Blueberry extract also prevented angiogenesis or the formation of new blood vessels that feed the tumors. Cancer has the ability to spread to adjacent or distant organs. Tumor cells can penetrate the blood (and lymphatic) vessels and spread throughout the body. For the metastatic spread of cancer a network of blood (and lymphatic) vessels is important. The formation of new blood vessels is called angiogenesis. (The formation of new lymph vessels is called lymphangiogenesis.) Blueberry extract curtails this growth of blood vessels and increases survival rate in cancer patients. It also has the ability to inhibit enzyme responsible for the proliferation of cancer cells. And last but not least, the extract triggers apoptosis or cancer cells' death.

Vision

Antioxidants in blueberries help protect the retina from oxidative damage. They also protect the retina from damage caused by the sun. Anthocyanosides in blueberries provide protection against such disorders as the age-related macular degeneration, myopia, cataracts, glaucoma, diabetic retinopathy, extreme dryness and retinal infections. People who consume blueberries on regular basis report improved night vision.

Urinary Tract

Just like cranberries, blueberries contain compounds that prevent E. coli bacteria from adhering to the walls of the bladder. According to latest research this helps ward off the urinary tract infections. 

Weight Management

As I mentioned before, blueberries have a very low glycemic index and help balance blood sugar. This helps people with weight problems to reduce cravings. Blueberries help lower triglycerides and cholesterol levels, and improve fasting glucose and insulin sensitivity. Moreover, polyphenols and catechins found in blueberries help activate fat-burning genes in abdominal fat cells. And last but not least, fiber in blueberries helps improve digestion and elimination. All these factors combined with active lifestyle, exercise and sensible calorie intake may contribute to a desired weight loss. 

Conclusion

There is hardly any system in the body that is not positively affected by the consumption of blueberries. Adding one or two cups of blueberries to your daily diet can help your reverse premature aging and protect you from many diseases.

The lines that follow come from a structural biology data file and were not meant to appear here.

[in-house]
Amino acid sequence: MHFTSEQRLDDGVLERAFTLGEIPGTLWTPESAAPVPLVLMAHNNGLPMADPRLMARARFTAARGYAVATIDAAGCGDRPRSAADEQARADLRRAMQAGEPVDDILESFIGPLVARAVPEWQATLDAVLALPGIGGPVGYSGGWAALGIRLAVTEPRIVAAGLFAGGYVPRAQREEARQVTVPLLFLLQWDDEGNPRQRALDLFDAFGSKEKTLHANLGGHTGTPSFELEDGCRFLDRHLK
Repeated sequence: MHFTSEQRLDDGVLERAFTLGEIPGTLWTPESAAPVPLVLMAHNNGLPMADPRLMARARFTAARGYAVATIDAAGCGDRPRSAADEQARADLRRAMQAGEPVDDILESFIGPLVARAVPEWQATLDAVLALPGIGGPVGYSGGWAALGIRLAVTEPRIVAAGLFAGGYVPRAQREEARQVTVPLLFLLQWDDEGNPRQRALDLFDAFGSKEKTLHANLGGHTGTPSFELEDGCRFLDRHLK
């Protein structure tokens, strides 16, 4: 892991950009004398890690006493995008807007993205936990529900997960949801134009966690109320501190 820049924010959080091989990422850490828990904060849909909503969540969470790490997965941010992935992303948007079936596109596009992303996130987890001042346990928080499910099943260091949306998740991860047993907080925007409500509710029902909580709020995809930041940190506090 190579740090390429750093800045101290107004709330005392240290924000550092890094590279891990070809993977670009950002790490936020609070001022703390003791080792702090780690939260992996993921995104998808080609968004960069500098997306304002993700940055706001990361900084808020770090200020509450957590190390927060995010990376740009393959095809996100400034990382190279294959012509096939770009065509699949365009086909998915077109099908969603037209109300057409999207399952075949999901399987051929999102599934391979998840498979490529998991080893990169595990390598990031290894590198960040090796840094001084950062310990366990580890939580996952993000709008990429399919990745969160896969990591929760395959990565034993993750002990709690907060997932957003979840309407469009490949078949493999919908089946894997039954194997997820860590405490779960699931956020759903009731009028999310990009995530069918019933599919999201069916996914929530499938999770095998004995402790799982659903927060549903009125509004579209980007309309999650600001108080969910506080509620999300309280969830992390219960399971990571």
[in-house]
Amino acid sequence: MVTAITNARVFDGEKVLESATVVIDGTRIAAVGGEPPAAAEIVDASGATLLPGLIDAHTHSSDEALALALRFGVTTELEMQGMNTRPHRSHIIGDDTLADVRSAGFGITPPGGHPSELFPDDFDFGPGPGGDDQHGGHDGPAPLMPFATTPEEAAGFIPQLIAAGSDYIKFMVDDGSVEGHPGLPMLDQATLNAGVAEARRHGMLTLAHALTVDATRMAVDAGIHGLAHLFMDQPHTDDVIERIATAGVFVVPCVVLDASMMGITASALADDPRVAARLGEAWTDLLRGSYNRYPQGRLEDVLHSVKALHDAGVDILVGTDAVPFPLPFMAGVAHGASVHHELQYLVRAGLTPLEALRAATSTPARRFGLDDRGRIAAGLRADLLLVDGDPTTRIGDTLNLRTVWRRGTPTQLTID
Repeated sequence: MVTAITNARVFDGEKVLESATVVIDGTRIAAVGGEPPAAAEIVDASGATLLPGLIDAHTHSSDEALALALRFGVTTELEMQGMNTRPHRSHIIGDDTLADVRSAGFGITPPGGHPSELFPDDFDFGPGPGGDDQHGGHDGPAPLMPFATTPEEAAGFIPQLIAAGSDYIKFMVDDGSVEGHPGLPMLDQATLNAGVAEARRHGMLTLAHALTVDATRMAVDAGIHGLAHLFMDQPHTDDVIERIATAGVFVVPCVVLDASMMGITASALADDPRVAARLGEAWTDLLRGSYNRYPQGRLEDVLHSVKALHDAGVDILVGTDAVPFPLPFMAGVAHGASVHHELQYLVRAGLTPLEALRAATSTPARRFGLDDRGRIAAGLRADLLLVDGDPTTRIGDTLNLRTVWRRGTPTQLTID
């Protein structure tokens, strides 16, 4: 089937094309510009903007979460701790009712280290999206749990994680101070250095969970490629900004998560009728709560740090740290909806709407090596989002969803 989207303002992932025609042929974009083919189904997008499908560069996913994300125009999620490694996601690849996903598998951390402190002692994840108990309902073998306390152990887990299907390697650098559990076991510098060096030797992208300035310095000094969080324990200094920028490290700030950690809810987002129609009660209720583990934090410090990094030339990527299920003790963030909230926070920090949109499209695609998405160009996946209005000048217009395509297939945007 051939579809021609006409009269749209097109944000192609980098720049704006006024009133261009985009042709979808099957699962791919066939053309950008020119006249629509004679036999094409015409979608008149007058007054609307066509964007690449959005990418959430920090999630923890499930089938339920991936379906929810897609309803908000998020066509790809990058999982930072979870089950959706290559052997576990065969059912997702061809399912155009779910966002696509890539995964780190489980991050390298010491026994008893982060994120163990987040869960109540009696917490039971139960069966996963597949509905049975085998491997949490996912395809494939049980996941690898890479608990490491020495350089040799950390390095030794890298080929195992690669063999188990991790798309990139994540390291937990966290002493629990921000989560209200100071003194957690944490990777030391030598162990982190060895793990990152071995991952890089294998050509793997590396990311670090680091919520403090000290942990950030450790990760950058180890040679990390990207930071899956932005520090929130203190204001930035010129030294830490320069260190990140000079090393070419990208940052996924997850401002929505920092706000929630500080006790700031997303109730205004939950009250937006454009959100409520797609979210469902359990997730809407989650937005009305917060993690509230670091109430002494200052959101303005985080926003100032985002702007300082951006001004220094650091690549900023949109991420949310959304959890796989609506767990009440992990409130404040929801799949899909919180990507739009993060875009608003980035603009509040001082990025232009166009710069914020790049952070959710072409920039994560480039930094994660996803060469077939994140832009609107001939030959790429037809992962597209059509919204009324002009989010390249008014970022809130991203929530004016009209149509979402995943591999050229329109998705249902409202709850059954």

Blueberries are rather inexpensive and are easily accessible throughout the year. When buying fresh blueberries make sure that you are buying pesticide-free organically grown berries. They are darker and richer in antioxidants. Fresh and frozen blueberries can be used to make smoothies or desserts. Dried blueberries can be added to cereals or trail mixes. Standardized blueberry extract sold in capsules has one advantage over the fresh fruit. It provides the most reliable means of delivering the vital flavonoid components to your body. Capsules can be taken as a means of prevention in addition to regular consumption of fresh fruit.

By Dominique Allmon

Cell Fuzion - Protect Your DNA, All-Natural Antioxidant Formula

Dominique Allmon©2014

Wednesday, September 3, 2014

Stop the Train


 Bernina Express, Switzerland

The story is told of a man who, being late for a trip, arrived at a railroad station and jumped onto the first available train. 

Extenuated, he dozed off for a while and then upon waking up, saw the train rumbling along at full speed toward an unknown destination. He began querying everyone, complaining aloud and finally crying and shouting. He demanded that the train stop to let him off. 

The more excited he became, the more the other passengers, eerily silent and downcast, seemed puzzled by his behavior. 

Finally a kind old man told him, "don't you know, this train has only one destination, the ocean depths from which no one ever returns." 

Once we are born, our final destination is death - the deep ocean. Why fret and fuss? All we can do is to use our time on earth to develop the Bodhi-mind, seeking Enlightenment for ourselves and others. 

So, instead of fighting the inevitable we should accept the highest reality of human existence. When we stop wasting our energy and accept what is, we might even enjoy the ride with all its intricacies.


Also of interest